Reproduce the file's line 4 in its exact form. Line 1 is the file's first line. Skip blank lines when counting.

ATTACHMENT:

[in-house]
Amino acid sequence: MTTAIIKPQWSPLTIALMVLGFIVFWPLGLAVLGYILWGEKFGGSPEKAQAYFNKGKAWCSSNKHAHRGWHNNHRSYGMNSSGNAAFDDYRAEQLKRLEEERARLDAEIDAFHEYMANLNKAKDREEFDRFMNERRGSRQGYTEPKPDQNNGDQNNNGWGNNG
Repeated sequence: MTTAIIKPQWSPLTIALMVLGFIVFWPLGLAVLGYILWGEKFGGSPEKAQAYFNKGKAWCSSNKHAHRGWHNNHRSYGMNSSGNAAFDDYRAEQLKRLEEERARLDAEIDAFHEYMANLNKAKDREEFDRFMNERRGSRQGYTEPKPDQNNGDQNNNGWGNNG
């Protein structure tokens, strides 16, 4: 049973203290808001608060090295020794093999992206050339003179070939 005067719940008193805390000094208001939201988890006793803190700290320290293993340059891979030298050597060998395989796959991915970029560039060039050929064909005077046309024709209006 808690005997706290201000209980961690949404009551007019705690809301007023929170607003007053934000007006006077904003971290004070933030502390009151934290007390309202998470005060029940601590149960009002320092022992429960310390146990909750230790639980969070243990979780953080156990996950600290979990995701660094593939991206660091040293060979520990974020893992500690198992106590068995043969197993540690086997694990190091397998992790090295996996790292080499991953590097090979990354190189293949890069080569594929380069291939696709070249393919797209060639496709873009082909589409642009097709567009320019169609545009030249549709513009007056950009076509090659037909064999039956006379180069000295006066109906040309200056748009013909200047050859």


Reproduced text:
């Protein structure tokens, strides 16, 4: 049973203290808001608060090295020794093999992206050339003179070939 005067719940008193805390000094208001939201988890006793803190700290320290293993340059891979030298050597060998395989796959991915970029560039060039050929064909005077046309024709209006 808690005997706290201000209980961690949404009551007019705690809301007023929170607003007053934000007006006077904003971290004070933030502390009151934290007390309202998470005060029940601590149960009002320092022992429960310390146990909750230790639980969070243990979780953080156990996950600290979990995701660094593939991206660091040293060979520990974020893992500690198992106590068995043969197993540690086997694990190091397998992790090295996996790292080499991953590097090979990354190189293949890069080569594929380069291939696709070249393919797209060639496709873009082909589409642009097709567009320019169609545009030249549709513009007056950009076509090659037909064999039956006379180069000295006066109906040309200056748009013909200047050859």